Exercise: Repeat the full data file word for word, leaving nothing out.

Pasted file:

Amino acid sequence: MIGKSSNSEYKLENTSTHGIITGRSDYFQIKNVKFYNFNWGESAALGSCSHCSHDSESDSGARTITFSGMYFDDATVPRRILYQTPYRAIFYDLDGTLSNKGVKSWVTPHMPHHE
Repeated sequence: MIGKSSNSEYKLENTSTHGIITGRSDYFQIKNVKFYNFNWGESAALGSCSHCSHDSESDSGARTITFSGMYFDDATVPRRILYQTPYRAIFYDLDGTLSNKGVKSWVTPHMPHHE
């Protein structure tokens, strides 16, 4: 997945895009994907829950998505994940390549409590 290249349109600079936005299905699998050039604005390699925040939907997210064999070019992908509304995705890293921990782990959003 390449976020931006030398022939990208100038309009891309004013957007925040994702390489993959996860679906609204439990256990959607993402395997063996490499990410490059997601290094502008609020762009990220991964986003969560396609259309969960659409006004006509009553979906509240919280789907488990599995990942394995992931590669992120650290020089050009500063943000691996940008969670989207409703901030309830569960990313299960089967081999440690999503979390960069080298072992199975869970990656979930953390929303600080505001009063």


Amino acid sequence: MIGKSSNSEYKLENTSTHGIITGRSDYFQIKNVKFYNFNWGESAALGSCSHCSHDSESDSGARTITFSGMYFDDATVPRRILYQTPYRAIFYDLDGTLSNKGVKSWVTPHMPHHE
Repeated sequence: MIGKSSNSEYKLENTSTHGIITGRSDYFQIKNVKFYNFNWGESAALGSCSHCSHDSESDSGARTITFSGMYFDDATVPRRILYQTPYRAIFYDLDGTLSNKGVKSWVTPHMPHHE
């Protein structure tokens, strides 16, 4: 997945895009994907829950998505994940390549409590 290249349109600079936005299905699998050039604005390699925040939907997210064999070019992908509304995705890293921990782990959003 390449976020931006030398022939990208100038309009891309004013957007925040994702390489993959996860679906609204439990256990959607993402395997063996490499990410490059997601290094502008609020762009990220991964986003969560396609259309969960659409006004006509009553979906509240919280789907488990599995990942394995992931590669992120650290020089050009500063943000691996940008969670989207409703901030309830569960990313299960089967081999440690999503979390960069080298072992199975869970990656979930953390929303600080505001009063």